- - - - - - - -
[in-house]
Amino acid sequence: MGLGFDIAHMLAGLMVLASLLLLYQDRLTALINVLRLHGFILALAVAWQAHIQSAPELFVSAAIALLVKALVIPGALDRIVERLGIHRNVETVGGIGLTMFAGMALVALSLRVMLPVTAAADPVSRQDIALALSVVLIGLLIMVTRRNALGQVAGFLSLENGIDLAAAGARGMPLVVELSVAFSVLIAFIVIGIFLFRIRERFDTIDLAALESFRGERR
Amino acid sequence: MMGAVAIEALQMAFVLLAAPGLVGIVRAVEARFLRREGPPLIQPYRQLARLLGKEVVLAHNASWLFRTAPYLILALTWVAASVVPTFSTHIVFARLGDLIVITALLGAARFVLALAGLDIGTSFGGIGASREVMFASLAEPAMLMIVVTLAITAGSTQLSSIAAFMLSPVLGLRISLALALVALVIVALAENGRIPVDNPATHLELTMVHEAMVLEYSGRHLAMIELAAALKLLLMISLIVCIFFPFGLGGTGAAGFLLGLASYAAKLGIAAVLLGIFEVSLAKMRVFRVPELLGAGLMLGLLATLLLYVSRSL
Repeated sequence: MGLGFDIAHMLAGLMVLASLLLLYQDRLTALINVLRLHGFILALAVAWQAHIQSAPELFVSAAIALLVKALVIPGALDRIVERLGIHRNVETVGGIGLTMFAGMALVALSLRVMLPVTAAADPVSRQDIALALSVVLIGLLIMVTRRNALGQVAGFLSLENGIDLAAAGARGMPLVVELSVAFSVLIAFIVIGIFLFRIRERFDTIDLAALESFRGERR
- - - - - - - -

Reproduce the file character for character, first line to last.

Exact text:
[in-house]
Amino acid sequence: MGLGFDIAHMLAGLMVLASLLLLYQDRLTALINVLRLHGFILALAVAWQAHIQSAPELFVSAAIALLVKALVIPGALDRIVERLGIHRNVETVGGIGLTMFAGMALVALSLRVMLPVTAAADPVSRQDIALALSVVLIGLLIMVTRRNALGQVAGFLSLENGIDLAAAGARGMPLVVELSVAFSVLIAFIVIGIFLFRIRERFDTIDLAALESFRGERR
Amino acid sequence: MMGAVAIEALQMAFVLLAAPGLVGIVRAVEARFLRREGPPLIQPYRQLARLLGKEVVLAHNASWLFRTAPYLILALTWVAASVVPTFSTHIVFARLGDLIVITALLGAARFVLALAGLDIGTSFGGIGASREVMFASLAEPAMLMIVVTLAITAGSTQLSSIAAFMLSPVLGLRISLALALVALVIVALAENGRIPVDNPATHLELTMVHEAMVLEYSGRHLAMIELAAALKLLLMISLIVCIFFPFGLGGTGAAGFLLGLASYAAKLGIAAVLLGIFEVSLAKMRVFRVPELLGAGLMLGLLATLLLYVSRSL
Repeated sequence: MGLGFDIAHMLAGLMVLASLLLLYQDRLTALINVLRLHGFILALAVAWQAHIQSAPELFVSAAIALLVKALVIPGALDRIVERLGIHRNVETVGGIGLTMFAGMALVALSLRVMLPVTAAADPVSRQDIALALSVVLIGLLIMVTRRNALGQVAGFLSLENGIDLAAAGARGMPLVVELSVAFSVLIAFIVIGIFLFRIRERFDTIDLAALESFRGERR